No, the pipeline interruptions are on the Ecopetrol owned and operated pipeline, so it's not our infrastructure. It's the pipeline that goes across the Andes mountains to the West Coast. And we've had these interruptions in the past, and I expect we'll continue having them in the future, but I can say the government, the federal government of Colombia, is very focused on maintaining the security and integrity of the pipeline systems and it'll continue to be a focus for the government going forward.

Neal Dingmann - SunTrust Robinson Humphrey, Inc., Research Division

Okay, and then lastly, maybe for James, just on the FX. The hit, just this quarter, I don't know, is there anything, I guess going forward, can you hedge around that or is there anything you're doing to try to elude that going forward?

James Rozon

Again, most of the foreign exchange amounts that we are realizing in our financial statements are actually non-cash amounts. So basically, we would not effect a hedge for non-cash foreign exchange gains or losses. Again, I think that's basically the only comment I have on that. That, that foreign exchange is associated with, mostly with current and deferred tax liabilities that are denominated in Colombian pesos and we therefore convert those at the balance sheet date of our reporting and those do generate, generally non-cash foreign exchange gains or losses.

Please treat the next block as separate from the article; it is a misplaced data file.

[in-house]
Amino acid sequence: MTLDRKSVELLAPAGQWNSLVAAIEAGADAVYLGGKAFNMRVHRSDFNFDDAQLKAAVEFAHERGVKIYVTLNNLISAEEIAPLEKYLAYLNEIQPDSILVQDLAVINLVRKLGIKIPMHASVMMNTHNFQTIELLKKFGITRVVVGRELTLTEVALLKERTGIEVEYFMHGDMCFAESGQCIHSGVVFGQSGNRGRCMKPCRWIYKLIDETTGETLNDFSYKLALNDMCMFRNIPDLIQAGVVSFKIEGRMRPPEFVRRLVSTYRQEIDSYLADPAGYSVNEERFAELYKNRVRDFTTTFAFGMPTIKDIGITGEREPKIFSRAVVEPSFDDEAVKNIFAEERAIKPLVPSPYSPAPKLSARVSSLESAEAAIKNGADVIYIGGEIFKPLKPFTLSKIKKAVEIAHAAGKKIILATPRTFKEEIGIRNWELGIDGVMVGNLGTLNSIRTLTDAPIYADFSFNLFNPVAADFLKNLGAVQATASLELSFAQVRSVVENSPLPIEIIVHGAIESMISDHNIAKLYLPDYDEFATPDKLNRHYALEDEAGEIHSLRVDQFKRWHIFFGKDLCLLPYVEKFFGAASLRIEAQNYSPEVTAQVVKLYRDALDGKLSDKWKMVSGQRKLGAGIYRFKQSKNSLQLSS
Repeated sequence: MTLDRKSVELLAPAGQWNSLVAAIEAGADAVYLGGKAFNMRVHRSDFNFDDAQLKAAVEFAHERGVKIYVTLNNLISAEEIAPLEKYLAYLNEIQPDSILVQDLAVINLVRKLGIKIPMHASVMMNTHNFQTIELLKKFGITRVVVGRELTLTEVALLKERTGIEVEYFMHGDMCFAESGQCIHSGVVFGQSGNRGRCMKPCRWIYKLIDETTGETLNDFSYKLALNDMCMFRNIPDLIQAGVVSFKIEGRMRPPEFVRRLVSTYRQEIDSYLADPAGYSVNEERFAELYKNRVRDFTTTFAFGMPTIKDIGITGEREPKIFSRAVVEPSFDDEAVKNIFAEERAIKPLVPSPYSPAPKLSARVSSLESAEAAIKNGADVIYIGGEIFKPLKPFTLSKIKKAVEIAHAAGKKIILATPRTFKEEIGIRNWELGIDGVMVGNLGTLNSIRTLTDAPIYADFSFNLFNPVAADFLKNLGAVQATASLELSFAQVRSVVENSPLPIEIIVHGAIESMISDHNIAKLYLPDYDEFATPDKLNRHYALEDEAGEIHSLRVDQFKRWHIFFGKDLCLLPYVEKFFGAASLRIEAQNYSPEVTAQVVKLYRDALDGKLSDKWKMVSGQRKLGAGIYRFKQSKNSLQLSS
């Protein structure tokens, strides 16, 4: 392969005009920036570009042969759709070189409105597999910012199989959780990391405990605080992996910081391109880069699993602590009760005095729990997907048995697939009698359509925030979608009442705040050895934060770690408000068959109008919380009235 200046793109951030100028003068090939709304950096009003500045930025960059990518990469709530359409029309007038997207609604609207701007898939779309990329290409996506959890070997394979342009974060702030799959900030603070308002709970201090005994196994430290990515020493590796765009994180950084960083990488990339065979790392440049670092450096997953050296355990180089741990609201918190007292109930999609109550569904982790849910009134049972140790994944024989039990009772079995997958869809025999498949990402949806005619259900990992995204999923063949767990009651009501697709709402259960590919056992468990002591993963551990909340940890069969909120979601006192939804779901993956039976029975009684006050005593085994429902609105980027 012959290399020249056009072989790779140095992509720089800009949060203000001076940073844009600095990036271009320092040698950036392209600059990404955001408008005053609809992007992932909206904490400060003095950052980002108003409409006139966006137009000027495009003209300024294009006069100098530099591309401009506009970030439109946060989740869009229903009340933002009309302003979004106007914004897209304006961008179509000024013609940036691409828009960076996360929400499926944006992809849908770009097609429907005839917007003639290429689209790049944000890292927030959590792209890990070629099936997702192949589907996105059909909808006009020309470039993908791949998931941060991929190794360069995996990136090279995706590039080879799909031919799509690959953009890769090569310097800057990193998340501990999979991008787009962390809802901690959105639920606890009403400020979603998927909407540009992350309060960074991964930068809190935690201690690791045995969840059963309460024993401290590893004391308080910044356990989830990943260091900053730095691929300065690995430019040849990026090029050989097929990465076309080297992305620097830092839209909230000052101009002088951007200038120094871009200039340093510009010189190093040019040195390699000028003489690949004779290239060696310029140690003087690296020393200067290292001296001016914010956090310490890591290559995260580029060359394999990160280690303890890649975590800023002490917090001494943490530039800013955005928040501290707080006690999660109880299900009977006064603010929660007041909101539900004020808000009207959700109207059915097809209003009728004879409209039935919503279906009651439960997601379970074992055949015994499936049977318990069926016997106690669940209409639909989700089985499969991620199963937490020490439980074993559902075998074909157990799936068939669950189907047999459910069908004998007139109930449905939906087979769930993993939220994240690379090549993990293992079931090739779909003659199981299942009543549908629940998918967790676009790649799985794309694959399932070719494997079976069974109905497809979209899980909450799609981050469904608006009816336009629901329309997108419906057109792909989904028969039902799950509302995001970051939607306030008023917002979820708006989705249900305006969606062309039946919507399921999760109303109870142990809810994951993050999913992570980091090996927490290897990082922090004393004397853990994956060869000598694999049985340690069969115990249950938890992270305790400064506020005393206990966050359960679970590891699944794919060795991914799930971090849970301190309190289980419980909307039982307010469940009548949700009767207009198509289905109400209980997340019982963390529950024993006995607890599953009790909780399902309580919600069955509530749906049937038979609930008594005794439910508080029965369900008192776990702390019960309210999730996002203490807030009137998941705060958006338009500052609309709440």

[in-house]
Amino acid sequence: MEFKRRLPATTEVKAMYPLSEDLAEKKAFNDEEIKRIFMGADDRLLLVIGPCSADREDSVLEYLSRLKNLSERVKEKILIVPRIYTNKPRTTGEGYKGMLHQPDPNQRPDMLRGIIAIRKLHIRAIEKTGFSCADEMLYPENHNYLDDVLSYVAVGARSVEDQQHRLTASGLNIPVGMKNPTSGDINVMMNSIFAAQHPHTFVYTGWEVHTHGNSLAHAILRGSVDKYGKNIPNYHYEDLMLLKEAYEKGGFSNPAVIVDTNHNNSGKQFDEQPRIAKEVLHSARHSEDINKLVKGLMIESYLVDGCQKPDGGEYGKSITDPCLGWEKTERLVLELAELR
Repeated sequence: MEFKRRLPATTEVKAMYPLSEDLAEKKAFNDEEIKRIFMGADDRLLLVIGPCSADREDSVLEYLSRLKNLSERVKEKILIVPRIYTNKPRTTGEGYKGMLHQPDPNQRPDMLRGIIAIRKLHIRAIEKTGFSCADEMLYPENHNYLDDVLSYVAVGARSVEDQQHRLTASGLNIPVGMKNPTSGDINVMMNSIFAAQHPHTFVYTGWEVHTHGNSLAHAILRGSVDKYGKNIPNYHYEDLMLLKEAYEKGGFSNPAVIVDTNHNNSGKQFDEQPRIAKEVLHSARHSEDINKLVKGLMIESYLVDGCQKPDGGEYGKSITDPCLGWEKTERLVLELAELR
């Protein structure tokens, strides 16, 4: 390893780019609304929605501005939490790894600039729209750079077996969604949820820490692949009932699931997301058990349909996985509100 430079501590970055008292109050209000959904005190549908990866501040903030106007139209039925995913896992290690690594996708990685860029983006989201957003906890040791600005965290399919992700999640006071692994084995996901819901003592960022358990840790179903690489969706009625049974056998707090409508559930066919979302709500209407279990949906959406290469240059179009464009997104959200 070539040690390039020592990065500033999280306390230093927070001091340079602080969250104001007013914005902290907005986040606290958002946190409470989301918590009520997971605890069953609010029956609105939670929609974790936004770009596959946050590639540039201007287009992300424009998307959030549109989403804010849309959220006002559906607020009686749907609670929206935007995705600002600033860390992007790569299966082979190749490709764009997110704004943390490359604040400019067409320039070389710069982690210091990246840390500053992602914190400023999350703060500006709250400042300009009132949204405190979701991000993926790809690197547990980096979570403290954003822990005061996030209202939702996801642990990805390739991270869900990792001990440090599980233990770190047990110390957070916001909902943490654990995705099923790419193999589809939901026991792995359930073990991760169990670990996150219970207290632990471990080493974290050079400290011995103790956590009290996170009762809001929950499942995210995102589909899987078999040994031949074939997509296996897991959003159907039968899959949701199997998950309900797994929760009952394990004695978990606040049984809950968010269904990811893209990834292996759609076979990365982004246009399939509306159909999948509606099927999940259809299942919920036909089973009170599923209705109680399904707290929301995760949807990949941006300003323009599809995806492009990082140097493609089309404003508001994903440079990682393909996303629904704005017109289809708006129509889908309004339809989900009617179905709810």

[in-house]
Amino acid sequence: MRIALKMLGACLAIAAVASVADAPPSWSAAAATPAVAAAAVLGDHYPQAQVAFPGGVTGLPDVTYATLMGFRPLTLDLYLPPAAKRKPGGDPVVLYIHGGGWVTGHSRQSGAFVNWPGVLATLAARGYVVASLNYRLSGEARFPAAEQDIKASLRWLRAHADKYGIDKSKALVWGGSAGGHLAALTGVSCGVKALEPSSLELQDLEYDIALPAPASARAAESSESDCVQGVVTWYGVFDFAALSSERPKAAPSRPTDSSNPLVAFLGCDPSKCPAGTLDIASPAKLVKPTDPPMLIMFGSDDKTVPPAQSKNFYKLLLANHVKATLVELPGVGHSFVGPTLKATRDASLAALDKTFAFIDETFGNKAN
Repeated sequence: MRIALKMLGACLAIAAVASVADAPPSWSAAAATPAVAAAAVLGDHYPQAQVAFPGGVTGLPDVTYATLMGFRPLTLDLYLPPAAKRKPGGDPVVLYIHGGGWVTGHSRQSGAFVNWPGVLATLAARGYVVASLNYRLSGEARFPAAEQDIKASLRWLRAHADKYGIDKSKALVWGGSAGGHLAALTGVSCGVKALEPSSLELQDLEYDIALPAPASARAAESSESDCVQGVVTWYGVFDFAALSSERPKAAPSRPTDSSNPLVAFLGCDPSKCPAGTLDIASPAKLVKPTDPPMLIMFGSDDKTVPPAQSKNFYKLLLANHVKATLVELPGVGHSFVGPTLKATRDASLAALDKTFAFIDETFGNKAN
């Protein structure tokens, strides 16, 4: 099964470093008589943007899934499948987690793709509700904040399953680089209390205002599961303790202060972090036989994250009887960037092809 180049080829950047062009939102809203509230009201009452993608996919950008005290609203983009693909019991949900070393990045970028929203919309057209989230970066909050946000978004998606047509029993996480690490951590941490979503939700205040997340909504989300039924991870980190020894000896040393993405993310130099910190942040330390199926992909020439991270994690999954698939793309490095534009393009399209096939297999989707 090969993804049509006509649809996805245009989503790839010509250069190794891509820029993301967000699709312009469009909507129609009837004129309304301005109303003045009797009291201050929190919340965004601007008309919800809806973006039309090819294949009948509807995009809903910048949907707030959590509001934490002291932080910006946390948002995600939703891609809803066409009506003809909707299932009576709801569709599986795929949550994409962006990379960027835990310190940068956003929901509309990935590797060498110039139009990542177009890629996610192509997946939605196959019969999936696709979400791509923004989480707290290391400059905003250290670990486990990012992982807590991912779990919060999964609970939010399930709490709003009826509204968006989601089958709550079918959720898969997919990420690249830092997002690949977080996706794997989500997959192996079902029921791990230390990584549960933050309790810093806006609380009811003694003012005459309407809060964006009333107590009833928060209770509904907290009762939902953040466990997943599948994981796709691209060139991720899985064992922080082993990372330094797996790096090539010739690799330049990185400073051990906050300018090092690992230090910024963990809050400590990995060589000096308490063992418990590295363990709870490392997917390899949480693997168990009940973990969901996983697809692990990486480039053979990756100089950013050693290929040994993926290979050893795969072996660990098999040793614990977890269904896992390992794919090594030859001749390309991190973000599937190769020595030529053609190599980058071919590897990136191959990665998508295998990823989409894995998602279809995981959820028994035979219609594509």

Operator

And your next question is from the line of Gavin Wylie with Scotia Capital.

Gavin Wylie - Scotiabank Global Banking and Market, Research Division

Just a quick question around Moqueta, first off. Just looks like the production timelines there have slipped a little bit back further with the Q4 development plan. I just wanted to get a sense of -- are we essentially thinking, no real significant ramp up now until 2013. I know the plan was to kind of have it start to ramp up in the second half of the year, but volumes are likely to stay pretty marginal for the balance of the year, is that fair?

Dana Coffield

There hasn't really been any slippage, no. We're producing around 2,000 to 3,000 barrels a day gross from the field now. And they'll certainly continue growing through the year. But the answer to your question is, we continue to expect the real ramp up to take place next year. I mean, it could start end of this year, but whether it's December or January or February, it's next year is when we expect to be ramping up production. We really need the 3D seismic finished and it has been acquired, it's currently being interpreted. We need to definitively define the oil water contact and have a well that can start injecting water and/or gas to maintain reservoir pressure before it's ramp up production. So this work has to be done this year, injection facilities in place at the end of the year. And then, we can start ramping up the production. So it will be, production growth, material production growth, would be taking place next year once the full development plan is done this year and we start getting the pressure support equipment in place late this year.